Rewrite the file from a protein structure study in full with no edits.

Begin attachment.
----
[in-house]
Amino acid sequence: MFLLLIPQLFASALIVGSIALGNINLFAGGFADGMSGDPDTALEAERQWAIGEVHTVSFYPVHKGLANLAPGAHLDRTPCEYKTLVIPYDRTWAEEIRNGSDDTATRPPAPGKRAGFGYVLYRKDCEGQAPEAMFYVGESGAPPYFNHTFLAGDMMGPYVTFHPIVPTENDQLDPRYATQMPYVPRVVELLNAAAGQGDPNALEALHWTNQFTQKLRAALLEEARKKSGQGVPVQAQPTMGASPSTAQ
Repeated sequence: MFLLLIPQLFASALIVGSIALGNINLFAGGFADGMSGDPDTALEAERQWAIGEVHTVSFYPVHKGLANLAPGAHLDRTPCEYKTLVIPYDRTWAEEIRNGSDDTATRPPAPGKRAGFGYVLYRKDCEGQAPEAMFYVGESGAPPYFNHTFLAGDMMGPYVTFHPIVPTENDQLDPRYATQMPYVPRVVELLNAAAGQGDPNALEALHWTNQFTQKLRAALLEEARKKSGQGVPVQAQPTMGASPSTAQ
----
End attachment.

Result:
[in-house]
Amino acid sequence: MFLLLIPQLFASALIVGSIALGNINLFAGGFADGMSGDPDTALEAERQWAIGEVHTVSFYPVHKGLANLAPGAHLDRTPCEYKTLVIPYDRTWAEEIRNGSDDTATRPPAPGKRAGFGYVLYRKDCEGQAPEAMFYVGESGAPPYFNHTFLAGDMMGPYVTFHPIVPTENDQLDPRYATQMPYVPRVVELLNAAAGQGDPNALEALHWTNQFTQKLRAALLEEARKKSGQGVPVQAQPTMGASPSTAQ
Repeated sequence: MFLLLIPQLFASALIVGSIALGNINLFAGGFADGMSGDPDTALEAERQWAIGEVHTVSFYPVHKGLANLAPGAHLDRTPCEYKTLVIPYDRTWAEEIRNGSDDTATRPPAPGKRAGFGYVLYRKDCEGQAPEAMFYVGESGAPPYFNHTFLAGDMMGPYVTFHPIVPTENDQLDPRYATQMPYVPRVVELLNAAAGQGDPNALEALHWTNQFTQKLRAALLEEARKKSGQGVPVQAQPTMGASPSTAQ